Subject(s)
COVID-19/diet therapy , COVID-19/mortality , SARS-CoV-2/drug effects , Zinc/blood , Zinc/therapeutic use , COVID-19/epidemiology , Comorbidity , Dietary Supplements , Europe/epidemiology , Humans , Oxidation-Reduction/drug effects , Oxidative Stress , SARS-CoV-2/immunology
3.
Molecules ; 26(17)2021 Sep 02.
Article in English | MEDLINE | ID: covidwho-1390702

ABSTRACT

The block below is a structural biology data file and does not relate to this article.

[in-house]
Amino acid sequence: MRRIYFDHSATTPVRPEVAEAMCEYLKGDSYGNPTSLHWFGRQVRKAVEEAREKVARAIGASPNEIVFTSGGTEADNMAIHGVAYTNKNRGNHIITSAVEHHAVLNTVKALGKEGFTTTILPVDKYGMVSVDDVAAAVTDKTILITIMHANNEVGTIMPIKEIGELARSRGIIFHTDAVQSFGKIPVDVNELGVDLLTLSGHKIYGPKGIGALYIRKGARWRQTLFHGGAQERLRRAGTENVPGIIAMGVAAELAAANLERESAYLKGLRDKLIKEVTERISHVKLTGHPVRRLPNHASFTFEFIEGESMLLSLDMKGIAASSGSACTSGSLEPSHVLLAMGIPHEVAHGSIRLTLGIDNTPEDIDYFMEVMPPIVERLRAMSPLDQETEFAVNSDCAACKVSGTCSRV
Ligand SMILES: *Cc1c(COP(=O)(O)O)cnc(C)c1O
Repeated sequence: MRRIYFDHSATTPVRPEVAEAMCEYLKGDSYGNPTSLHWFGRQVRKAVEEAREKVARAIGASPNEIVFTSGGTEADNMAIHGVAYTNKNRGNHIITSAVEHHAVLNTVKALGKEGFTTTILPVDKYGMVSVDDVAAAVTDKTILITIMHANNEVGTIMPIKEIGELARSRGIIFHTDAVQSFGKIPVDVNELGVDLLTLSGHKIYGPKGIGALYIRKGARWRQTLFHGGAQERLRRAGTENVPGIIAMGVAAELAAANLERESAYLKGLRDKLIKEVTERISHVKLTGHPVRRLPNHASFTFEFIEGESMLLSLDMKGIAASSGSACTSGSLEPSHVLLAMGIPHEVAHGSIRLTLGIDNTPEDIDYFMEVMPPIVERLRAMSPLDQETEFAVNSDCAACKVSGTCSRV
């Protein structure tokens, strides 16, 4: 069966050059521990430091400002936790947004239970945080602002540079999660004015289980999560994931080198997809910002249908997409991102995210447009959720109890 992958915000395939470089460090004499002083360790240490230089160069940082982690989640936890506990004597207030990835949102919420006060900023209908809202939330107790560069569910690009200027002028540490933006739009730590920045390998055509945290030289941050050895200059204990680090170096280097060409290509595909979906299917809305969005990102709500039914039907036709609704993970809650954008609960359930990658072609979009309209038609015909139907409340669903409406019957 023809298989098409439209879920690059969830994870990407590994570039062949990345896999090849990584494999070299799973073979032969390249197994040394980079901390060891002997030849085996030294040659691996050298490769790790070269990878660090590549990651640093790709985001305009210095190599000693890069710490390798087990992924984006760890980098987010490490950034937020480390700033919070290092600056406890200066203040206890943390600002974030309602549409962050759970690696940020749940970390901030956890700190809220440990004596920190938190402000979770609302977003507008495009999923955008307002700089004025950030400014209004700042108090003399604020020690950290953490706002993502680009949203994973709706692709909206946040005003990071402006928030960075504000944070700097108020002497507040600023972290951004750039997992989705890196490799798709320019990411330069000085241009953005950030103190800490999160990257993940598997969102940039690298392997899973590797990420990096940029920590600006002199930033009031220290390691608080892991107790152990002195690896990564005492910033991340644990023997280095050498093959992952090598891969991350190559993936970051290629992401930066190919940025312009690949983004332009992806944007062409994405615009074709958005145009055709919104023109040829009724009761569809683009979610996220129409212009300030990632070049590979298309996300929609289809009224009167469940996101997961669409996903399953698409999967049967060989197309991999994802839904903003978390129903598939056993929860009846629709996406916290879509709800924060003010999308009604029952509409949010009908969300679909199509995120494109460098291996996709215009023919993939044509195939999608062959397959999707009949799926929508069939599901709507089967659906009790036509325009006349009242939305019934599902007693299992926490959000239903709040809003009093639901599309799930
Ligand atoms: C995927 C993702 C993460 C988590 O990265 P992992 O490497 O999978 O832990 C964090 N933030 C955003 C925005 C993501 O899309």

Human neutrophil elastase (HNE) is a uniquely destructive serine protease with the ability to unleash a wave of proteolytic activity by destroying the inhibitors of other proteases. Although this phenomenon forms an important part of the innate immune response to invading pathogens, it is responsible for the collateral host tissue damage observed in chronic conditions such as chronic obstructive pulmonary disease (COPD), and in more acute disorders such as the lung injuries associated with COVID-19 infection. Previously, a combinatorially selected activity-based probe revealed an unexpected substrate preference for oxidised methionine, which suggests a link to oxidative pathogen clearance by neutrophils. Here we use oxidised model substrates and inhibitors to confirm this observation and to show that neutrophil elastase is specifically selective for the di-oxygenated methionine sulfone rather than the mono-oxygenated methionine sulfoxide. We also posit a critical role for ordered solvent in the mechanism of HNE discrimination between the two oxidised forms methionine residue. Preference for the sulfone form of oxidised methionine is especially significant. While both host and pathogens have the ability to reduce methionine sulfoxide back to methionine, a biological pathway to reduce methionine sulfone is not known. Taken together, these data suggest that the oxidative activity of neutrophils may create rapidly cleaved elastase "super substrates" that directly damage tissue, while initiating a cycle of neutrophil oxidation that increases elastase tissue damage and further neutrophil recruitment.